This debut novel from Wes Brown is very much of its time and place. Pervaded by Yorkshire grit, Northern realism and cinematic allusions, it is a visceral exploration of a young discharged soldier attempting to relocate in contemporary Britain. The violence of Basra, Afghanistan, Iraq has been exchanged for pool halls, the dole, bedsits. Racial tensions and the idea of a changing England permeate throughout the novel that Brown sets in the Leeds of the working class; but it is in the drama of the Snooker Club that these pressures play out and climax.
John Usher, the returning soldier, immerses himself in solitary games of pool, a dreary alcoholism, petty gambling, which are poignantly juxtaposed with flashbacks to a hot other world of violence and war. These experiences are impossible to compromise with a mundane life of little purpose or meaning, bouncing clubs or working in faceless call centres. Throughout, the question of what he was fighting for, and the looming question of England, dominates. His latent ability at pool and snooker seem to belong to a more hopeful time, representative of an escape that was not fulfilled and can now only be used to hustle money for drink or rent.
In its working class roots the novel is at its most powerful, where tabloid headlines infect common speech and the steady decline of Leeds United seems to parallel something more important. The Snooker Club of Brown’s Shark becomes a microcosm for a fractured England inhabited by a population struggling to belong, but all grafting for their patch of existence. The gangs of young Pakistani men, the far-right nationalist groups, the entrepreneurs and young professionals – all are fighting for their England, their patch.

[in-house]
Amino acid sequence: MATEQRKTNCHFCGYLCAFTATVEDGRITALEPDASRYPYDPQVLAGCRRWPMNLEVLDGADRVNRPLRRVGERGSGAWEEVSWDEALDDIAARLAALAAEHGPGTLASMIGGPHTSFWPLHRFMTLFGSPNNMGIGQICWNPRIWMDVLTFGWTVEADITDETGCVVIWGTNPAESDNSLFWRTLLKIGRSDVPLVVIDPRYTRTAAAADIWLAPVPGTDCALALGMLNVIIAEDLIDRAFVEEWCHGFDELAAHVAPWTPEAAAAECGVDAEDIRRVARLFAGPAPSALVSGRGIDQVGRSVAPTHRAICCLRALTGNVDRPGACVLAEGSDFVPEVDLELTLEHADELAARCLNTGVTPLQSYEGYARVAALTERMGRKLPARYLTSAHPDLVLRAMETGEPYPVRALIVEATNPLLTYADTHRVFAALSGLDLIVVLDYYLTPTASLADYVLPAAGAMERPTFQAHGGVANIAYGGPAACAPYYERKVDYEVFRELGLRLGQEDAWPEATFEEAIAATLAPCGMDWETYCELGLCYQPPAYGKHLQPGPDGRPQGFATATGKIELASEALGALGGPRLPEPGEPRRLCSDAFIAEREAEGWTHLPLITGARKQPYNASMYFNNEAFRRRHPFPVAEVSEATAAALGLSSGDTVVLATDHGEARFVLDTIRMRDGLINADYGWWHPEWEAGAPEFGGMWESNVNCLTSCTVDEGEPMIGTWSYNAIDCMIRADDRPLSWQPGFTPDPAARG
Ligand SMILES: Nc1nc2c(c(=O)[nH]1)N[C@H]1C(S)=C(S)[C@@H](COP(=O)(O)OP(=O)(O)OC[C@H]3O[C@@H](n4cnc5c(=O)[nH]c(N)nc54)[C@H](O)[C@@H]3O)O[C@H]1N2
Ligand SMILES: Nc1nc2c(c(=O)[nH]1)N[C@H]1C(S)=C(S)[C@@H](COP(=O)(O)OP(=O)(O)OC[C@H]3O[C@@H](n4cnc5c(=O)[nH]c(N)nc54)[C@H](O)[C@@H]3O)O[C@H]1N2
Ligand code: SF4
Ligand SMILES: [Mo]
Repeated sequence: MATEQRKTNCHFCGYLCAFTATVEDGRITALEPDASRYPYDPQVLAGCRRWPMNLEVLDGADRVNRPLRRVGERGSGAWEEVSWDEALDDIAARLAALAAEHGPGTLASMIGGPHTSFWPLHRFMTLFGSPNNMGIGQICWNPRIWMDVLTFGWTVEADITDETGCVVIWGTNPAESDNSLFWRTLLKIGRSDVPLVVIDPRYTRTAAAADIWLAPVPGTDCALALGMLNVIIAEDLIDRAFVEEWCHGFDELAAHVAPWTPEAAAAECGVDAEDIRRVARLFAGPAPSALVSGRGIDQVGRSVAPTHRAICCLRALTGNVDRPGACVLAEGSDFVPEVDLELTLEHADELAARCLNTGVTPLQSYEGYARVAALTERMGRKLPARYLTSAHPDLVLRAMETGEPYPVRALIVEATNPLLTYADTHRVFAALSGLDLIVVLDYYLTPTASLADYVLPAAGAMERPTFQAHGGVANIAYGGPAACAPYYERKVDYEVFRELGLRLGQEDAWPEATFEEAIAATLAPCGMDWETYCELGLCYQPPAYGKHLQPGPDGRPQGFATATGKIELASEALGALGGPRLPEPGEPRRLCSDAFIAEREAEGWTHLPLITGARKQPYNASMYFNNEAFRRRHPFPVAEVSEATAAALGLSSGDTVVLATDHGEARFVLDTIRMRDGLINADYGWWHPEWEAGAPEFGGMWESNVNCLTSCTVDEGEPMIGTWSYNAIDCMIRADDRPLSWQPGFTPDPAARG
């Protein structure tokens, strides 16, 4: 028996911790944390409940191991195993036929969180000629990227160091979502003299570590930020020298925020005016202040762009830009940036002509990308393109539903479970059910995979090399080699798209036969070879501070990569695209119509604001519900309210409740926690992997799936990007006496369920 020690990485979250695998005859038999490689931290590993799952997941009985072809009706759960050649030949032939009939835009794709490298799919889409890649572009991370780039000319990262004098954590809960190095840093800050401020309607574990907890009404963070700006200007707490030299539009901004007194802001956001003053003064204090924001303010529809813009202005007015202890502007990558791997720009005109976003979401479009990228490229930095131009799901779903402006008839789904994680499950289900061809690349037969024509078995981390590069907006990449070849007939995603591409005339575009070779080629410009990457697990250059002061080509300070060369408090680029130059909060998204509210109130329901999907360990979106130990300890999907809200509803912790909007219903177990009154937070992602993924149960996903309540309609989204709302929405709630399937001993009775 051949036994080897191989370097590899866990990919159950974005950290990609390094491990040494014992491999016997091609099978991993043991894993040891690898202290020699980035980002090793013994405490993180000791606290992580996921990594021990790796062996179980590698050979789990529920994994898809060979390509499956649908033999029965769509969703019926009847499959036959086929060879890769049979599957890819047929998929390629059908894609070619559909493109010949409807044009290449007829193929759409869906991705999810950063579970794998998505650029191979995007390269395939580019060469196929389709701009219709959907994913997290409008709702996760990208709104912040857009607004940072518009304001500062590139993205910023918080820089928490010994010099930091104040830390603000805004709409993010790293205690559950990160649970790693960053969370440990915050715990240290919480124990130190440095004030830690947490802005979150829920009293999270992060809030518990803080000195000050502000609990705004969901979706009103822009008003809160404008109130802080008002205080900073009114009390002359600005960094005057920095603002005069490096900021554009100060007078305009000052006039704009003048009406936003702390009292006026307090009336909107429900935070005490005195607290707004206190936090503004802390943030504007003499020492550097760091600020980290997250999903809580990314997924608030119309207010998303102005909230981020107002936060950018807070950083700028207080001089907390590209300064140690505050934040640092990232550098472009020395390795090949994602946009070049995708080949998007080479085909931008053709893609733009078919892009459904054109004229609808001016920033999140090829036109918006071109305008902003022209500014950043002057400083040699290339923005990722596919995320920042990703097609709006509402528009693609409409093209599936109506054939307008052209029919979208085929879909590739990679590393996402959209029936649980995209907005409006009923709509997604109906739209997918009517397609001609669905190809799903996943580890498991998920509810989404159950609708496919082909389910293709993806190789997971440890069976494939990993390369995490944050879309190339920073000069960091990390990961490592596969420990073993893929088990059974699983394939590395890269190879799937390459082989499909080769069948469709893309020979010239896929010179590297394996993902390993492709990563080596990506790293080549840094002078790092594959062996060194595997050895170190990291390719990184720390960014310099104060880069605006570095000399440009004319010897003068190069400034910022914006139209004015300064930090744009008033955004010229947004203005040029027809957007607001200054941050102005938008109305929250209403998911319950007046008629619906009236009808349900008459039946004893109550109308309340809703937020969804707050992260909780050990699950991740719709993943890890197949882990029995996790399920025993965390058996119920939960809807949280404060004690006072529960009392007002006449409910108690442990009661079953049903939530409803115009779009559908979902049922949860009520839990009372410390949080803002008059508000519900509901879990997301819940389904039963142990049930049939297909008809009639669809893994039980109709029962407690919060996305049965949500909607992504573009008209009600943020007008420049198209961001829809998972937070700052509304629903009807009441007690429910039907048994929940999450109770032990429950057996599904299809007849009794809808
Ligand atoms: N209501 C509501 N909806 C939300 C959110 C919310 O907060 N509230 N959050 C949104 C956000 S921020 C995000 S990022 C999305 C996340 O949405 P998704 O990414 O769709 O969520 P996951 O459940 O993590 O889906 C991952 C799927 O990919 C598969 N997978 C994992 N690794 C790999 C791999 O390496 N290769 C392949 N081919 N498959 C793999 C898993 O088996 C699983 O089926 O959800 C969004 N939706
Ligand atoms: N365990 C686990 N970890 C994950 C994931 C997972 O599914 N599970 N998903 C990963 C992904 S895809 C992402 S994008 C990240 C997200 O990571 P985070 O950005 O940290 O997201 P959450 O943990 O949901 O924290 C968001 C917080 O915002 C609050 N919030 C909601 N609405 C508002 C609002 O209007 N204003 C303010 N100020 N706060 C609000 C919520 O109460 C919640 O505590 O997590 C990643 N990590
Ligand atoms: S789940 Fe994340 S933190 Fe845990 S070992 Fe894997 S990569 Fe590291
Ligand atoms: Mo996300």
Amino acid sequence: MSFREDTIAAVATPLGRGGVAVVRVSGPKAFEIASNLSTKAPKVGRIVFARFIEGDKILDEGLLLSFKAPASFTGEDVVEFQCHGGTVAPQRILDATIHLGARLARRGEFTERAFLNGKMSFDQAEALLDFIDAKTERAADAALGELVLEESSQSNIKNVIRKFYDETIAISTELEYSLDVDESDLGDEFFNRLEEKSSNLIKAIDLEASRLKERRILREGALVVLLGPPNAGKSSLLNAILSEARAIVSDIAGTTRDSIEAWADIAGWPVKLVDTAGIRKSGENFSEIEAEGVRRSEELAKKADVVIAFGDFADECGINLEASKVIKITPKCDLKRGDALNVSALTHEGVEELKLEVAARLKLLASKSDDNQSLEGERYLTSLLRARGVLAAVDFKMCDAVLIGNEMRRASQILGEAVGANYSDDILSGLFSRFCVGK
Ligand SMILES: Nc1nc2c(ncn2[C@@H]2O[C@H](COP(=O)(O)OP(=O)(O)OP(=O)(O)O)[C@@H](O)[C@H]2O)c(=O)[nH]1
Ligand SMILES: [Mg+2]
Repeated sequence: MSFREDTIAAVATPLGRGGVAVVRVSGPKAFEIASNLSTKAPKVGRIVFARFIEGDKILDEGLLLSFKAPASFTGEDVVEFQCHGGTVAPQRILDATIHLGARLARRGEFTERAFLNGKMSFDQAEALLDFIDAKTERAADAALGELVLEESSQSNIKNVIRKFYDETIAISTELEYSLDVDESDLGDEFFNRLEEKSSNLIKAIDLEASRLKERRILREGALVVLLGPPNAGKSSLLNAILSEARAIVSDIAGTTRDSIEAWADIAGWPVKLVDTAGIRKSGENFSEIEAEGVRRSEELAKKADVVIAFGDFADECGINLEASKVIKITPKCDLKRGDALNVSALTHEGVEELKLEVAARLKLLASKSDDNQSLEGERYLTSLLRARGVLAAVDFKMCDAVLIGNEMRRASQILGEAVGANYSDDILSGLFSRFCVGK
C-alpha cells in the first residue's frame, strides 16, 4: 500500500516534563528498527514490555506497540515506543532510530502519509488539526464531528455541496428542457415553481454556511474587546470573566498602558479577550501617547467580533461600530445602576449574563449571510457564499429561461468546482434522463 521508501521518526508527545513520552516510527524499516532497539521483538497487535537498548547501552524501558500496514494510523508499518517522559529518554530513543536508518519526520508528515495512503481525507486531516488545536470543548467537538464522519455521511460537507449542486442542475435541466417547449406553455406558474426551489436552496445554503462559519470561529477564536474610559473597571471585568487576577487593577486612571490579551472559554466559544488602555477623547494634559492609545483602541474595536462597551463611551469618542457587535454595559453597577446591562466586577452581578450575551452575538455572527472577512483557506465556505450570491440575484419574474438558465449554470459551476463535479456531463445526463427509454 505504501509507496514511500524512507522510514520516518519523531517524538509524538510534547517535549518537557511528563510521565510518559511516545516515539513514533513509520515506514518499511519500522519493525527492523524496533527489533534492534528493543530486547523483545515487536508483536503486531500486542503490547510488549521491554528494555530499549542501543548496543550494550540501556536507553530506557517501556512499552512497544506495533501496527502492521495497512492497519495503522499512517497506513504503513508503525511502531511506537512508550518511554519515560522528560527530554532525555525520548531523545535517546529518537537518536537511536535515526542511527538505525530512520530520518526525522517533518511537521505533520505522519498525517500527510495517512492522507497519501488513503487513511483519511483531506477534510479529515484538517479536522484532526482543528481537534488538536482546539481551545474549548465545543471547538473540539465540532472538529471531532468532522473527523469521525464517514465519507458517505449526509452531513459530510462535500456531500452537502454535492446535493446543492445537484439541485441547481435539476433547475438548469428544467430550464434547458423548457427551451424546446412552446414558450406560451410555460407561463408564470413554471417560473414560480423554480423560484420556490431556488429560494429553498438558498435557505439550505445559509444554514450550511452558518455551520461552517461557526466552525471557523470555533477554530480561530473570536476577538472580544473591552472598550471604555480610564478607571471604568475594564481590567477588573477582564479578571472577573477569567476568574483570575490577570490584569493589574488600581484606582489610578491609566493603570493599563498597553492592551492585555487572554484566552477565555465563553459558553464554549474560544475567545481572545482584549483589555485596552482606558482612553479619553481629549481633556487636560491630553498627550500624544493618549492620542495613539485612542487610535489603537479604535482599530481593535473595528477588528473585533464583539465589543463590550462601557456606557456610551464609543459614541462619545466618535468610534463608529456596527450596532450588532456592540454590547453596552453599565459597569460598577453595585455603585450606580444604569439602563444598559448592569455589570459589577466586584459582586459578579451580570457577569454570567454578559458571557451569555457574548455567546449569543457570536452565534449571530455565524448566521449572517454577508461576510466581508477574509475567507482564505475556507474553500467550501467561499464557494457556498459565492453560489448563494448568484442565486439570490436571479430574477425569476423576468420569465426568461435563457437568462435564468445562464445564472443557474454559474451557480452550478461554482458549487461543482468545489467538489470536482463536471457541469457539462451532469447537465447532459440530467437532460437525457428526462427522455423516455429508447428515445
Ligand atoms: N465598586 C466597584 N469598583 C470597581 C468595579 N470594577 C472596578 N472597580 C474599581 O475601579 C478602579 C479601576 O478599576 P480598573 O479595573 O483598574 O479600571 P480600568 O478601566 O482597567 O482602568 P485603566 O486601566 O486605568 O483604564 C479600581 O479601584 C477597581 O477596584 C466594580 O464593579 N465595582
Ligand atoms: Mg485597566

Brown’s writing is an alloy of hard Yorkshire vernacular and genuine creativity that propels the narrative forward, exposing the state of the nation. Often bleak and forceful, Shark successfully remains grounded in its characters, affirming our shared humanity in our base similarities. An exciting contemporary novel, important in both its exploration of now and of the human condition.
Shark is published by Dog Horn Publishing. Find them online at www.doghornpublishing.com.